PATH. The (optional) unit tests depend on the check library.
SSLsplit currently supports the following operating systems and NAT engines:
- FreeBSD: pf rdr and divert-to, ipfw fwd, ipfilter rdr
- OpenBSD: pf rdr-to and divert-to
- Linux: netfilter REDIRECT and TPROXY
- Mac OS X: ipfw fwd and pf rdr (experimental)
SSLsplit is or will be available as a package or port on the following systems:
- Arch Linux AUR:
To install from source:
make make test # optional unit tests make install # optional install
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% sslsplit -h Usage: sslsplit [options...] [proxyspecs...] -c pemfile use CA cert (and key) from pemfile to sign forged certs -k pemfile use CA key (and cert) from pemfile to sign forged certs -C pemfile use CA chain from pemfile (intermediate and root CA certs) -K pemfile use key from pemfile for leaf certs (default: generate) -t certdir use cert+chain+key PEM files from certdir to target all sites matching the common names (non-matching: generate if CA) -O deny all OCSP requests on all proxyspecs -P passthrough SSL connections if they cannot be split because of client cert auth or no matching cert and no CA (default: drop) -g pemfile use DH group params from pemfile (default: keyfiles or auto) -G curve use ECDH named curve (default: secp160r2 for non-RSA leafkey) -Z disable SSL/TLS compression on all connections -s ciphers use the given OpenSSL cipher suite spec (default: ALL:-aNULL) -e engine specify default NAT engine to use (default: ipfw) -E list available NAT engines and exit -u user drop privileges to user (default if run as root: nobody) -j jaildir chroot() to jaildir (default if run as root: /var/empty) -p pidfile write pid to pidfile (default: no pid file) -l logfile connect log: log one line summary per connection to logfile -L logfile content log: full data to file or named pipe (excludes -S) -S logdir content log: full data to separate files in dir (excludes -L) -d daemon mode: run in background, log error messages to syslog -D debug mode: run in foreground, log debug messages on stderr -V print version information and exit -h print usage information and exit proxyspec = type listenaddr+port [natengine|targetaddr+port|"sni"+port] e.g. http 0.0.0.0 8080 www.roe.ch 80 # http/4; static hostname dst https ::1 8443 2001:db8::1 443 # https/6; static address dst https 127.0.0.1 9443 sni 443 # https/4; SNI DNS lookups tcp 127.0.0.1 10025 # tcp/4; default NAT engine ssl 2001:db8::2 9999 pf # ssl/6; NAT engine 'pf' Example: sslsplit -k ca.key -c ca.pem -P https 127.0.0.1 8443 https ::1 8443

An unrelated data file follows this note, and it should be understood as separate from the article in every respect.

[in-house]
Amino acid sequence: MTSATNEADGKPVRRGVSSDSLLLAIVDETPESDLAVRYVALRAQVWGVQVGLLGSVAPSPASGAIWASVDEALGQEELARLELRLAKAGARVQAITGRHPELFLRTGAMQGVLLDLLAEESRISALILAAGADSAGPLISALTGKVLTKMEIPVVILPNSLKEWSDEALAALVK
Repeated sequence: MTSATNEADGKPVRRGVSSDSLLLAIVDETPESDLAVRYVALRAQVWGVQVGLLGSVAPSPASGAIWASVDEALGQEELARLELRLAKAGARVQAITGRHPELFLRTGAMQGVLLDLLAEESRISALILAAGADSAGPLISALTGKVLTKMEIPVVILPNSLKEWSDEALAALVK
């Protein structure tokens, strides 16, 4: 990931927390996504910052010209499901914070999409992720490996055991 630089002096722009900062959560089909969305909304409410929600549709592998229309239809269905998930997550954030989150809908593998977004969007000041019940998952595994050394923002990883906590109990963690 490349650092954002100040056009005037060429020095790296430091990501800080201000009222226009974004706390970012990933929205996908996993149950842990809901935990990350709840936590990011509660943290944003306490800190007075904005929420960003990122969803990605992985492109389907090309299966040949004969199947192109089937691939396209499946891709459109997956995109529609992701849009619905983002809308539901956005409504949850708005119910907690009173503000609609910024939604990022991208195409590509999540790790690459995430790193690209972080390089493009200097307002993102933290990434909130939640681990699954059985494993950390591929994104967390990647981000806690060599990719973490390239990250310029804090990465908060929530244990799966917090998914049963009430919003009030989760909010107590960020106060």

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ALL GLORY TO THE HYPNOTOAD !
If you are not already inside the network perimeter it can be problematic to position yourself between your target and the server. In those cases most penetration testers will first try to use wireless connection and drop a rough dhcp server into the network environment. Keep in mind that SSLsplit is a network proxy and if your network speed is not blazing fast, the target will most definitely notice a network delay - [ie] jumping from 200ms to 2s